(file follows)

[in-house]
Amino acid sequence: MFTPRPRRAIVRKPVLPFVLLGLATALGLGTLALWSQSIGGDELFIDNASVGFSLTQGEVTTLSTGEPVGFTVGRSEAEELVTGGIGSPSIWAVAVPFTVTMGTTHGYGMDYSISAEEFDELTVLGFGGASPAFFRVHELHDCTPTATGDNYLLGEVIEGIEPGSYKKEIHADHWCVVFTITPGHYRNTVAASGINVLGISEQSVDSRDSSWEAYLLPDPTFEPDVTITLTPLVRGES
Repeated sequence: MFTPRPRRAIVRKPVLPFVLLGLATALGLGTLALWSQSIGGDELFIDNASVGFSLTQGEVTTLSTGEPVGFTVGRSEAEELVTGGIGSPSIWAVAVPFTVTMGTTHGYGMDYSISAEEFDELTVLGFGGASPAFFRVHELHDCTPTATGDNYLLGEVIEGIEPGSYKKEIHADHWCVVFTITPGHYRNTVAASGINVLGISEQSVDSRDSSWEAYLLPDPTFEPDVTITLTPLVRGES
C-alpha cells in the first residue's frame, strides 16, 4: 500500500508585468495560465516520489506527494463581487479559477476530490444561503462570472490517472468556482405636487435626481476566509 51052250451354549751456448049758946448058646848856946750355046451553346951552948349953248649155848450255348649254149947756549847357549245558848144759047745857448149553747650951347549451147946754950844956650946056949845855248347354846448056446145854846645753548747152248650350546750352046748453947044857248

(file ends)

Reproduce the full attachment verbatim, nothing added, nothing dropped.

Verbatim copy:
[in-house]
Amino acid sequence: MFTPRPRRAIVRKPVLPFVLLGLATALGLGTLALWSQSIGGDELFIDNASVGFSLTQGEVTTLSTGEPVGFTVGRSEAEELVTGGIGSPSIWAVAVPFTVTMGTTHGYGMDYSISAEEFDELTVLGFGGASPAFFRVHELHDCTPTATGDNYLLGEVIEGIEPGSYKKEIHADHWCVVFTITPGHYRNTVAASGINVLGISEQSVDSRDSSWEAYLLPDPTFEPDVTITLTPLVRGES
Repeated sequence: MFTPRPRRAIVRKPVLPFVLLGLATALGLGTLALWSQSIGGDELFIDNASVGFSLTQGEVTTLSTGEPVGFTVGRSEAEELVTGGIGSPSIWAVAVPFTVTMGTTHGYGMDYSISAEEFDELTVLGFGGASPAFFRVHELHDCTPTATGDNYLLGEVIEGIEPGSYKKEIHADHWCVVFTITPGHYRNTVAASGINVLGISEQSVDSRDSSWEAYLLPDPTFEPDVTITLTPLVRGES
C-alpha cells in the first residue's frame, strides 16, 4: 500500500508585468495560465516520489506527494463581487479559477476530490444561503462570472490517472468556482405636487435626481476566509 51052250451354549751456448049758946448058646848856946750355046451553346951552948349953248649155848450255348649254149947756549847357549245558848144759047745857448149553747650951347549451147946754950844956650946056949845855248347354846448056446145854846645753548747152248650350546750352046748453947044857248